TOM WAITS 'Real Gone' Epitaph 66782 (2004)
Singer, songwriter, thespian, Waits ploughs an idiosyncratic furrow through the American musical landscape. His journey is restless through reinvention and this successor to his 2002 releases – Alice and Blood Money – sees the singing hobo leap into yet another musical theatre to land firmly on his feet.
Whilst the sad, dark and droll social commentary of the songs by Waits and long-time companion and collaborator Kathleen Brennan remain, Real Gone departs from the more conventionally-structured ‘European’ releases to bring a funky melange of song and sound that cross African and Latin rhythms and melodies with blues and Jamaican music.
This heady brew is served in something of a cut-and-paste enterprise by a live band over vocals and voiced percussion pre-recorded by him in Waits’ bathroom at home.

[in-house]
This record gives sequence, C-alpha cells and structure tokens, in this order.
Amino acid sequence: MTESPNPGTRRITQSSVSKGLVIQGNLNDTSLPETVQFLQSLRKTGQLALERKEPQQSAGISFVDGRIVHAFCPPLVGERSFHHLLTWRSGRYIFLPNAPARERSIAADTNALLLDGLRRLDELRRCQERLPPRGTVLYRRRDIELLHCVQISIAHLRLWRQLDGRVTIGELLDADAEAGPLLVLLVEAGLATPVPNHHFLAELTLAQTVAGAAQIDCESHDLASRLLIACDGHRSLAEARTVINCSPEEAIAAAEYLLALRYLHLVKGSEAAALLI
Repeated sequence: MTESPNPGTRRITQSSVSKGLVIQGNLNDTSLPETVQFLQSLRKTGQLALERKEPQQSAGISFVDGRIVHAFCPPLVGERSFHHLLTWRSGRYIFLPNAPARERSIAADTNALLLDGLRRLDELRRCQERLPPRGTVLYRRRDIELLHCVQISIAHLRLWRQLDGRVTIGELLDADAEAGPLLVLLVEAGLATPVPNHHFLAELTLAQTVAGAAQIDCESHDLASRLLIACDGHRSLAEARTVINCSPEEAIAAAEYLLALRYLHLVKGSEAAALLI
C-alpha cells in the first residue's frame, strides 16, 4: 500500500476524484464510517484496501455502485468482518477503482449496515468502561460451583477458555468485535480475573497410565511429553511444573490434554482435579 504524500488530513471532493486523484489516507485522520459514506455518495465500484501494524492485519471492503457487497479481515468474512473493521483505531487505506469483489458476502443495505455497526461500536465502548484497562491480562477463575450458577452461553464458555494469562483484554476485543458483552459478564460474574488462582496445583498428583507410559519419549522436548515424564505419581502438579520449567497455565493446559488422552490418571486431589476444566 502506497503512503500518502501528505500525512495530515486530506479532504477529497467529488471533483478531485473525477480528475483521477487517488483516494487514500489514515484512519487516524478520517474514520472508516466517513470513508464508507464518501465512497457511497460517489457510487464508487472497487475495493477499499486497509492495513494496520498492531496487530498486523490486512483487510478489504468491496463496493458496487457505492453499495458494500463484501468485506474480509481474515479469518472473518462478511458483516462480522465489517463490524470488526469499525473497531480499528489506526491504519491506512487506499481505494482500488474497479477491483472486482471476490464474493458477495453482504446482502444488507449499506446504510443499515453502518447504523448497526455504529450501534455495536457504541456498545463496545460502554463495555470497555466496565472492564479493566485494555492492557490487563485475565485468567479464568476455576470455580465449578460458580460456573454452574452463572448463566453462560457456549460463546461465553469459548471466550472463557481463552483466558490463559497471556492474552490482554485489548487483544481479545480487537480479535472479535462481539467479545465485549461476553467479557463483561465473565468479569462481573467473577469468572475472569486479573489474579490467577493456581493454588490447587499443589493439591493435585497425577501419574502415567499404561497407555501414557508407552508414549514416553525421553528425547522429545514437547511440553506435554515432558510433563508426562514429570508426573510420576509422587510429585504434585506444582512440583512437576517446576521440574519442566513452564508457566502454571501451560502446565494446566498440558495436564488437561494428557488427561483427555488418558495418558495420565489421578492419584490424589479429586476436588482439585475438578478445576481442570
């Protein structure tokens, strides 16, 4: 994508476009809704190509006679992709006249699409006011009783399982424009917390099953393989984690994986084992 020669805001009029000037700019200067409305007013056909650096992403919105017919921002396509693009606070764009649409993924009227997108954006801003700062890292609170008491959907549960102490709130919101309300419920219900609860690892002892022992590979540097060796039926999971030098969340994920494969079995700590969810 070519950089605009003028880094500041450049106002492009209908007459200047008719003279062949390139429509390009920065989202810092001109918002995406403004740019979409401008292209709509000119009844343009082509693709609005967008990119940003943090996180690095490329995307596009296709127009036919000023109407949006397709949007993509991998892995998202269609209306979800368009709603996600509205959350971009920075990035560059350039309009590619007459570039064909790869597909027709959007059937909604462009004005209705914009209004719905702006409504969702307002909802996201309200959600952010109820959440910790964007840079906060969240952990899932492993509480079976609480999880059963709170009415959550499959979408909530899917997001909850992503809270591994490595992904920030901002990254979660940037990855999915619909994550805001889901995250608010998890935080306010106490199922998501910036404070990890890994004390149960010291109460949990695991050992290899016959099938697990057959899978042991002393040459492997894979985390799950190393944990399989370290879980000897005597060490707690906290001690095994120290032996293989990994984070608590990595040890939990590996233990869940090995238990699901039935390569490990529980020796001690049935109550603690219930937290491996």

Vocal effects are a Waits trademark of course and they are prominent here, whooping, popping, squawking, croaking, gibbering, and whooshing and hissing (as on called Clang Boom Steam) as Waits clanks along the track.
Wait’s range is undiminished and Real Gone packs cacophony, celebration and sad balladeering (check out Day After Tomorrow) in equal measure.
Yet it posits its creator somewhere’ else’ for us to discover him. Part of Wait’s attraction is the uncertainty about him. We are not safe with Waits and we love it.
It is not unreasonable to suppose that whilst this sounds a delicious prospect to the Wait’s devotee, it may not play so well to those new to his work. Yet, for all its visceral rawness, this record demands replaying and rewards in the process.
Buy this and a copy of 1978’s Blue Valentine for Waits’ seminal cover of Somewhere from the musical West Side Story. What a guy.
Review by Peter Muir